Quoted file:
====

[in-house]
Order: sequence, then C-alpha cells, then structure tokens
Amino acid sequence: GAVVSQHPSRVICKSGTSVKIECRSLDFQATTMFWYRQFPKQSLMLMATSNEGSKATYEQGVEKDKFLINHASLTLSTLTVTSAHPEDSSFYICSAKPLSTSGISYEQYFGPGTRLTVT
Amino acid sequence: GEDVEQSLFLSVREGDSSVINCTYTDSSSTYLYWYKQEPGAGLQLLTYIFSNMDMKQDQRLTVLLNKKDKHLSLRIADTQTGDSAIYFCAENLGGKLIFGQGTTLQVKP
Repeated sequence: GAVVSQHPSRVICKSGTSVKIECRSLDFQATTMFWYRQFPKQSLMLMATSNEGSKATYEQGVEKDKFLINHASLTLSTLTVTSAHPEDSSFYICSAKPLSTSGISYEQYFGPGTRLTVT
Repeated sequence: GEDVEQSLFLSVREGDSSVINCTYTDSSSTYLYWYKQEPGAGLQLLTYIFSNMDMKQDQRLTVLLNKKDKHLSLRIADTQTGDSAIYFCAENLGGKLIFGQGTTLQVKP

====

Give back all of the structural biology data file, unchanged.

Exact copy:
[in-house]
Order: sequence, then C-alpha cells, then structure tokens
Amino acid sequence: GAVVSQHPSRVICKSGTSVKIECRSLDFQATTMFWYRQFPKQSLMLMATSNEGSKATYEQGVEKDKFLINHASLTLSTLTVTSAHPEDSSFYICSAKPLSTSGISYEQYFGPGTRLTVT
Amino acid sequence: GEDVEQSLFLSVREGDSSVINCTYTDSSSTYLYWYKQEPGAGLQLLTYIFSNMDMKQDQRLTVLLNKKDKHLSLRIADTQTGDSAIYFCAENLGGKLIFGQGTTLQVKP
Repeated sequence: GAVVSQHPSRVICKSGTSVKIECRSLDFQATTMFWYRQFPKQSLMLMATSNEGSKATYEQGVEKDKFLINHASLTLSTLTVTSAHPEDSSFYICSAKPLSTSGISYEQYFGPGTRLTVT
Repeated sequence: GEDVEQSLFLSVREGDSSVINCTYTDSSSTYLYWYKQEPGAGLQLLTYIFSNMDMKQDQRLTVLLNKKDKHLSLRIADTQTGDSAIYFCAENLGGKLIFGQGTTLQVKP